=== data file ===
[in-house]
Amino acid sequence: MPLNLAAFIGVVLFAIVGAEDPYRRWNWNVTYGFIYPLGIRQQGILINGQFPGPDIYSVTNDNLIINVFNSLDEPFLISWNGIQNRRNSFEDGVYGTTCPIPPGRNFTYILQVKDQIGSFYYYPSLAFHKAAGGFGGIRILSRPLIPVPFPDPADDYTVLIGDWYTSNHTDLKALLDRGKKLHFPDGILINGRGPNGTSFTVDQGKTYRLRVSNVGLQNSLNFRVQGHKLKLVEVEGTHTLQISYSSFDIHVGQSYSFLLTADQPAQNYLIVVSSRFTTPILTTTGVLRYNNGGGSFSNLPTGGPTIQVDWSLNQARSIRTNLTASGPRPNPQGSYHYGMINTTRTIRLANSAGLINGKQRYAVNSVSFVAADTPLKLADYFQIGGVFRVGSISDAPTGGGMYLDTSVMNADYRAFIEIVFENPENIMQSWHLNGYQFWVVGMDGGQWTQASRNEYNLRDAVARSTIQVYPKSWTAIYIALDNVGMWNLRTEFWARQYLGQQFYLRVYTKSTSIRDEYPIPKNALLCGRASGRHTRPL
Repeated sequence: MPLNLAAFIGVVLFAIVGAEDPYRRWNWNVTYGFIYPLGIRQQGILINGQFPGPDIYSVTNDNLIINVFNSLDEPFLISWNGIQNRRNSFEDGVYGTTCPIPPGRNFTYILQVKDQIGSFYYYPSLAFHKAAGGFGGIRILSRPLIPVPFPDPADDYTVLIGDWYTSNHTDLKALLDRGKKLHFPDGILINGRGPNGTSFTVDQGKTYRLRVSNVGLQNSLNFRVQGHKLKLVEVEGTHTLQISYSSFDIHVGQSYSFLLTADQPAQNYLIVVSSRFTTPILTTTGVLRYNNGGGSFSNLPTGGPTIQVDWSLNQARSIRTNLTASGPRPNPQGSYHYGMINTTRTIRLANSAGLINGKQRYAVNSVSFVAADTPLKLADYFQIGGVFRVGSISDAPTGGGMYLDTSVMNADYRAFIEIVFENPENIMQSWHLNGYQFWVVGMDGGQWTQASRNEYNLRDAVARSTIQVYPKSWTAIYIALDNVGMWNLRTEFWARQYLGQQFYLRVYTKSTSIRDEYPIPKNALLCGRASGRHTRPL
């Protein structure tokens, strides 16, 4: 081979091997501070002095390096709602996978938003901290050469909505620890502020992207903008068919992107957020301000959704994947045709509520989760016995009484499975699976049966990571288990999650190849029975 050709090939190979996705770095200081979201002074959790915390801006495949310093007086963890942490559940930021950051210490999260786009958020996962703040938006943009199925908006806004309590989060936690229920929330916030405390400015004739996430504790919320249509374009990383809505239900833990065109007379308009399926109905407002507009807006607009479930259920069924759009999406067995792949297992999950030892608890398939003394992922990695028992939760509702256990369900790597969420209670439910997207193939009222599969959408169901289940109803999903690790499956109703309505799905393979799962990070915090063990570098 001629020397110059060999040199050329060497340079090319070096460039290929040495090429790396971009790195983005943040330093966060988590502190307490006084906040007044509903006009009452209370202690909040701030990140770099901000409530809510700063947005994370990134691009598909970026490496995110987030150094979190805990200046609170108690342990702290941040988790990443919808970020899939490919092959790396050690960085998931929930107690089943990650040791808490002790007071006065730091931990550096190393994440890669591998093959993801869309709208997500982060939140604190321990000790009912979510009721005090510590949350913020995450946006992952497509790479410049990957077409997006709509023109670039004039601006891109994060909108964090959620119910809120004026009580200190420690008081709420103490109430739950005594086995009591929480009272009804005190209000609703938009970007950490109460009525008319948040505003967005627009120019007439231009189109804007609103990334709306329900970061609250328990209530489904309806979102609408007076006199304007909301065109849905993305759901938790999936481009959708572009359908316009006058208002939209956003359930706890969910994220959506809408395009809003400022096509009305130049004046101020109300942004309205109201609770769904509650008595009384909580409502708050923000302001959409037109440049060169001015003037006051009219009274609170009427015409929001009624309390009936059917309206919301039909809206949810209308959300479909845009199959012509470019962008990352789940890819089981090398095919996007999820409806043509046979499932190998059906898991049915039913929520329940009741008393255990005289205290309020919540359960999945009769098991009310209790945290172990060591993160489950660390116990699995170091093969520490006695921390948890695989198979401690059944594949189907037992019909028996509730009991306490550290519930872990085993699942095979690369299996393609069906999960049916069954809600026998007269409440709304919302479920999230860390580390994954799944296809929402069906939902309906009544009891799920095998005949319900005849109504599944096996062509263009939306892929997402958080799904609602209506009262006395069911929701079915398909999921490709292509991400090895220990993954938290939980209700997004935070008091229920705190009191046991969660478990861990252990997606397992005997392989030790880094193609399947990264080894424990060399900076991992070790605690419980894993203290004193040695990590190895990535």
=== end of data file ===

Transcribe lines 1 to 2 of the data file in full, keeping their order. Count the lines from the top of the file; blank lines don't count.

[in-house]
Amino acid sequence: MPLNLAAFIGVVLFAIVGAEDPYRRWNWNVTYGFIYPLGIRQQGILINGQFPGPDIYSVTNDNLIINVFNSLDEPFLISWNGIQNRRNSFEDGVYGTTCPIPPGRNFTYILQVKDQIGSFYYYPSLAFHKAAGGFGGIRILSRPLIPVPFPDPADDYTVLIGDWYTSNHTDLKALLDRGKKLHFPDGILINGRGPNGTSFTVDQGKTYRLRVSNVGLQNSLNFRVQGHKLKLVEVEGTHTLQISYSSFDIHVGQSYSFLLTADQPAQNYLIVVSSRFTTPILTTTGVLRYNNGGGSFSNLPTGGPTIQVDWSLNQARSIRTNLTASGPRPNPQGSYHYGMINTTRTIRLANSAGLINGKQRYAVNSVSFVAADTPLKLADYFQIGGVFRVGSISDAPTGGGMYLDTSVMNADYRAFIEIVFENPENIMQSWHLNGYQFWVVGMDGGQWTQASRNEYNLRDAVARSTIQVYPKSWTAIYIALDNVGMWNLRTEFWARQYLGQQFYLRVYTKSTSIRDEYPIPKNALLCGRASGRHTRPL